The next logical building block would be an ePrescription, so that, after the doctor’s tele-consultation with the patient, s/he can send an ePrescription which is digitally authenticated. This will lead to delivery of medicines either though an ATM machine dispensing medicines or routing the same through a local chemist.

I have visited rural areas across the country and found that sub-centres typically cost between Rs.7.00 lacs to more than 14.00 lacs, plus the salaries and maintenance . I think it is time that the government makes a policy to replace sub-centres with mobile health centres – eHealth centres, which can move the direction of healthcare services from the current ‘to the doctor’ to ‘to the household / population’ approach, and moreover, these mobile health centres can also double up as an ambulance as and when needed. Doctors can come from the nearest semi-urban and urban areas, examine the patient, treat them and go back in the evening. This might work better than the sub-centres in one remote part of the village where the patient has to take pains to travel for kilometers to see the so called absentee doctor !

Smart villages have the potential to extensively deploy Digital Tools / IOT, and flip the ‘doctor centric’ & ‘Tertiary care’ model in the coming decade and lead the way for containing the cost of healthcare`

 This is a part of the speech delivered at the Vibrant Gujarat summit 2017. Views are personal

 


This TeD Talk will change the way you look at Health / Healthcare


mHealth is the winner

http://health.economictimes.indiatimes.com/health-files/Finally-mHealth-is-the-winner-Software-as-a-drug/475

Rajendra Pratap Gupta


NHS report is now available

The National Health Care Survey- ‘NHS -13’ report is now available.  NHS-13 is the first large-scale independent survey, which provides the latest first-hand information about the healthcare needs in both the urban and the rural parts of India. 

 

Background:

It is known that there is no regular survey or study that can independently access what the Indian consumer demands when it comes to healthcare.  In addition, available data on health care dates back to 2005-2006, and is often irrelevant when it comes to business planning or deciding healthcare policies and programs.

 

Given the need for a pan-India survey, ‘Global Advisory & Associated Services’ commissioned this study to access the users’ perspective on key healthcare issues.  India’s top public health institute and the local WHO Collaborating center – Indian Institute of Health Management & Research (IIHMR), was involved in the data collection and analysis.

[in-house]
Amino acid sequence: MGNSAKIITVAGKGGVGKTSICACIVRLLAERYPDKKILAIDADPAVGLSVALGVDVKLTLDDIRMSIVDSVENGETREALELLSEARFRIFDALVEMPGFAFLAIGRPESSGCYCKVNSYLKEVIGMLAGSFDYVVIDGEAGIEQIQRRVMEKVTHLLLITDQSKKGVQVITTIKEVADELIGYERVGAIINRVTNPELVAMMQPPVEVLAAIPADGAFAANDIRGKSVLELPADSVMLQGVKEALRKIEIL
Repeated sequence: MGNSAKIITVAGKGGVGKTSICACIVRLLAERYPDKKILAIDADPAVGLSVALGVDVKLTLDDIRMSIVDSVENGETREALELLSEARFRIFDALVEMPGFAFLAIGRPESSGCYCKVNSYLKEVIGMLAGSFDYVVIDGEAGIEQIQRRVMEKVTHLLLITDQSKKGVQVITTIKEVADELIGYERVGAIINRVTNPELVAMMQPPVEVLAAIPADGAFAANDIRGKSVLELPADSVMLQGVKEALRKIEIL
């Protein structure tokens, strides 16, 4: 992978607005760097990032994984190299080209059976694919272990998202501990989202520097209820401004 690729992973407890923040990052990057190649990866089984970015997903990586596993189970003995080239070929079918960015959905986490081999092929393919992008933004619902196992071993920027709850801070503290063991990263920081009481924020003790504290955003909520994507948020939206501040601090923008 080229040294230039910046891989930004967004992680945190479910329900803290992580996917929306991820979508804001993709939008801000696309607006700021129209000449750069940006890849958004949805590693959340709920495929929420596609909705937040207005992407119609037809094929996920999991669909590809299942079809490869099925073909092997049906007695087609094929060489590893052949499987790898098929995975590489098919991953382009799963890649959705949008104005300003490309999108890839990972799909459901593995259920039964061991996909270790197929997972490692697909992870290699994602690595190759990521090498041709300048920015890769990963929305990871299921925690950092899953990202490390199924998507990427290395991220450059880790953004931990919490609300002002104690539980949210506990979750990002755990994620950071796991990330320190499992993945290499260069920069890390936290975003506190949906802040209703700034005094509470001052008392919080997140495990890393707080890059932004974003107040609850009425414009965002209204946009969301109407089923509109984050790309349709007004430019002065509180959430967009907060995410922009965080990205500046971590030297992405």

This survey was supported by:

1)      Continua Health Alliance 

2)      Disease Management Association of India

3)      HIMSS India

4)      IIHMR, India

 

Co-Sponsors:

The survey was co-sponsored by EMC2, HP, Philips, and J&J.

 

Survey details:

This survey covers 12 states, and 58,099 people (12,212 households), across urban and rural India.

 

The report attempts to understand and give light on the following points, besides others:

1)      The perception and utilization of healthcare service

2)      Prevalence of illness in population and hospitalization

3)      The preference for healthcare facilities & examine the underlying factors determining the same

4)      Examine people’s openness to using technology & paying for EHR.  

5)      Examines the penetration of electronic communication devices and internet in healthcare

6)      Examines the various media platforms as a source for seeking healthcare information

 

Who could benefit from this study?

This survey would be of value to companies dealing in healthcare IT, medical devices, telemedicine & mHealth, hospitals, health insurance, preventive care and rural health. 

 

The report is available at USD 1500.00 (INR 90,000.00) + 12.36% Tax for non-Continua Members. Continua Members will receive this report at a special discounted rate of USD 1000.00 (INR 60,000.00) + 12.36% Tax.  Discounted rates are only applicable for orders placed before July 30, 2014.

 

Those interested, may contact Ms. Mevish P. Vaishnav at: indiachair@continuaalliance.org / surveymanager@outlook.com

Contact number: +91 8123618929 / +91 8080337748. Fax: + 91 114582 33 55

 

 

Best Regards,
Continua Administration


Continua Administration

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Phone (503) 619-0867  |  Fax (503) 644-6708

 

CONTINUA CONFIDENTIAL. This email and all attachments are Continua Health Alliance confidential and are exempt from disclosure pursuant to the Freedom of Information Act (5 United States Code Section 552) as the materials are trade secrets and/or commercial or financial information obtained by you as confidential information from the Continua Health Alliance.   This email and its contents are subject to member confidentiality and nondisclosure obligations and should therefore not be released, forwarded or otherwise disclosed outside of the Continua Health Alliance.


Fortis Hospitals & Quality of Care – You decide

Date of incident : 26th & 28th April, 2014

Place : Fortis Hospital, Vashi , Navi Mumbai